People talk a lot about managing change, and there is hardly a public or private organization that hasn’t been through the joys and the pains associated with organizational change. It used to be that whenever a big change was on the horizon – organizational restructuring or rightsizing, technological change, a location move, re-training – managers got their “change management” plans out. Today, organizations and their management cadre face significant change on a more regular basis. Now the goal is to make sure that employees have some built-in resilience and the tools to deal with change on a regular basis. And, as always, the lines of communication need to be wide open.
In some ways, change communications has now merged with every day employee communications. Organizations with a focus on employee satisfaction and engagement tend to adjust to change quicker and employees have faith that they will be told what is happening in an honest and timely fashion. Richard Banson, Founder of the Virgin Group, recently shared that he “puts staff first” because if they aren’t happy and plugged into the corporate vision, his customers and shareholders will know it and feel it. He credits his business success to his efforts to keep his employees fully engaged and informed.
Still, managers continue to be asked to develop specific change communications initiatives to help staff over a hurdle, big or small. For those occasions, here are a few tried and true tactics:
• Make sure you understand the big picture. What is the organization trying to achieve and what are the objectives, or the business case, that can be explained to staff? Align your communications with the bigger change strategy.
• Ensure that existing communications channels to employees are fully functional. Well-briefed managers, an employee Intranet, tools like Yammer and employee newsletters and bulletins, leadership visits and presence, and feedback mechanisms are all tools that deliver the news, and the vision, to employees.
• Managers can lead change, but they need support. Plug them in first. Share the rationale and the value proposition and work it through with them first before communication starts with employees. Give them tools to communicate (quality talking points, videos, questions and answers). Face-to-face communications works better than anything else.
• If possible, start small. Try a pilot project and report back. Pilot participants can talk about how it felt, what it meant to them, what worked, and what didn’t. An honest assessment can be shared widely. The results can be scaled to the larger change initiative.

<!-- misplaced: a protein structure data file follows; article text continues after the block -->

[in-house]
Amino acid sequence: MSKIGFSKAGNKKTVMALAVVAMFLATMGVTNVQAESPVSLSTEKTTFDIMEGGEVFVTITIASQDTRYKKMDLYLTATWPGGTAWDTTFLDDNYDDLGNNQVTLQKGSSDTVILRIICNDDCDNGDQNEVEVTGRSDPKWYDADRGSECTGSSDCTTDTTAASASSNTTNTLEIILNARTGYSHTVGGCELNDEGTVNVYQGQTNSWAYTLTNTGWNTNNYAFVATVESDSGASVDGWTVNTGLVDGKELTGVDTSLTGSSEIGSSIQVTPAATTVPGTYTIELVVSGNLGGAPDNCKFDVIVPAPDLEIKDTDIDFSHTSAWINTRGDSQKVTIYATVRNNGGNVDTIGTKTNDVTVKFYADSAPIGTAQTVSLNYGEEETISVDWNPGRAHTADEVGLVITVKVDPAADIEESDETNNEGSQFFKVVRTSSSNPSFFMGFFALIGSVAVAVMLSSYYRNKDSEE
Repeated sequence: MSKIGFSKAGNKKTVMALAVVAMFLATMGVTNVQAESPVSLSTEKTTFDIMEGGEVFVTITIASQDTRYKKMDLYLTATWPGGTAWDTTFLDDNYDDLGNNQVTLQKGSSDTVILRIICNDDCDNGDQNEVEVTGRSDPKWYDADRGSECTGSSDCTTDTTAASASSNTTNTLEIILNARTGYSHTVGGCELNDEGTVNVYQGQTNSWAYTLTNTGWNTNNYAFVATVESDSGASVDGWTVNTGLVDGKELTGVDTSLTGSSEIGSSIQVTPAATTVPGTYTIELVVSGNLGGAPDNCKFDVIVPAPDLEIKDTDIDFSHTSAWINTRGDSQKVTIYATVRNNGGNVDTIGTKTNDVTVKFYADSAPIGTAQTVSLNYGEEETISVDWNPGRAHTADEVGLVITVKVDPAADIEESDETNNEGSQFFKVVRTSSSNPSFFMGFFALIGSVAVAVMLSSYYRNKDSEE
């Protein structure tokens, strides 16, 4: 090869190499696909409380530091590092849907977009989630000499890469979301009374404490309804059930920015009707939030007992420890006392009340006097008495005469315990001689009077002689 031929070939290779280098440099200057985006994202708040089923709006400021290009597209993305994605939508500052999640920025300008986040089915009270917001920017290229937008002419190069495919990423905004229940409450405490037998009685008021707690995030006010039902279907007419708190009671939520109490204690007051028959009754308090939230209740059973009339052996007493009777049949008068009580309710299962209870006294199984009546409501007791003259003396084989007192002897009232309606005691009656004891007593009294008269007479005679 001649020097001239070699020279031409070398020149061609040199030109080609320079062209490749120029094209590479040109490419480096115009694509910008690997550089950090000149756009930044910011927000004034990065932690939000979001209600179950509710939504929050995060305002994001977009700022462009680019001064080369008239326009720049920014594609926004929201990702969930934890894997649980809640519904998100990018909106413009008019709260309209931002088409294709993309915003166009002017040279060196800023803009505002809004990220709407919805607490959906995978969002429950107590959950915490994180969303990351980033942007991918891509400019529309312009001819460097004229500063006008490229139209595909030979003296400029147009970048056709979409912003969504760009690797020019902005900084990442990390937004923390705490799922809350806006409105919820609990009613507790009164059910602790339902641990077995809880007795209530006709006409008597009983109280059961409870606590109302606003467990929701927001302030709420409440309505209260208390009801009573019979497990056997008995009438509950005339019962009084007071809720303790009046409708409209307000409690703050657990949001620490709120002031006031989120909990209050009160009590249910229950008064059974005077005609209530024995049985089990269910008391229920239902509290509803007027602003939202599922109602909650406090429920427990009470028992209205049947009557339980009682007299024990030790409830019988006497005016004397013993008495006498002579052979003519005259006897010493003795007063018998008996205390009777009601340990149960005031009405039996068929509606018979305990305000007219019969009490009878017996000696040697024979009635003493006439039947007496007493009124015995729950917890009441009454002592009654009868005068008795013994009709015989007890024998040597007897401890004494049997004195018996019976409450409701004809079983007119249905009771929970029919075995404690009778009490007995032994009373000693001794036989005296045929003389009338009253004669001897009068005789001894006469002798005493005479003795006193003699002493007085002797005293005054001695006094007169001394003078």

• Identify what’s making people resist the change. Are there easy obstacles that would be removed? Rely on research and employee feedback to tell you what the real or imagined impediments to change are.
• Point employees to the tools and resources that are being provided to help them adjust to change.
• Listen, listen, and listen. Let employees express their concerns and what is on their minds. Answer their “What’s in it for me?” questions. Create all kinds of options for feedback in person, on-line, or via a suggestion box.
• Get the messages right and keep them simple. And stay the course. Don’t keep changing the channel and the message. But do check in regularly with managers who may suggest some message refinement to address misunderstandings or gaps.
• Think about who has credibility to deliver the message at all levels. If the CEO is leading the change, his or her messages need to cascade down through the organization with managers at all levels picking up and sharing the message right away, no delays.
• Let managers and employees learn from the experiences of others by sharing best practices. While you’re at it, focus on and support the early adopters and involve them in your communications.
• Focus on the benefits, not necessarily the features of the change. It is important to keep everyone focused on the future and the long-term vision and the benefits that come with it.
• State the facts. Even if you think they are self-evident, there may be disagreement or misunderstanding about the real situation. It’s also not necessary to wait until you have the complete story before sharing. Sometimes you have to give a progress report or partial story and ask employees to wait for next steps. They’ll appreciate it.
• And always, when you can, make it fun!
Susan E. Wright is a strategic communications specialist with the Hillbrooke Group. She has more than 25 years of experience developing and implementing communications and stakeholder strategies in the public, private and not-for-profit sectors. Susan can be reached at email@example.com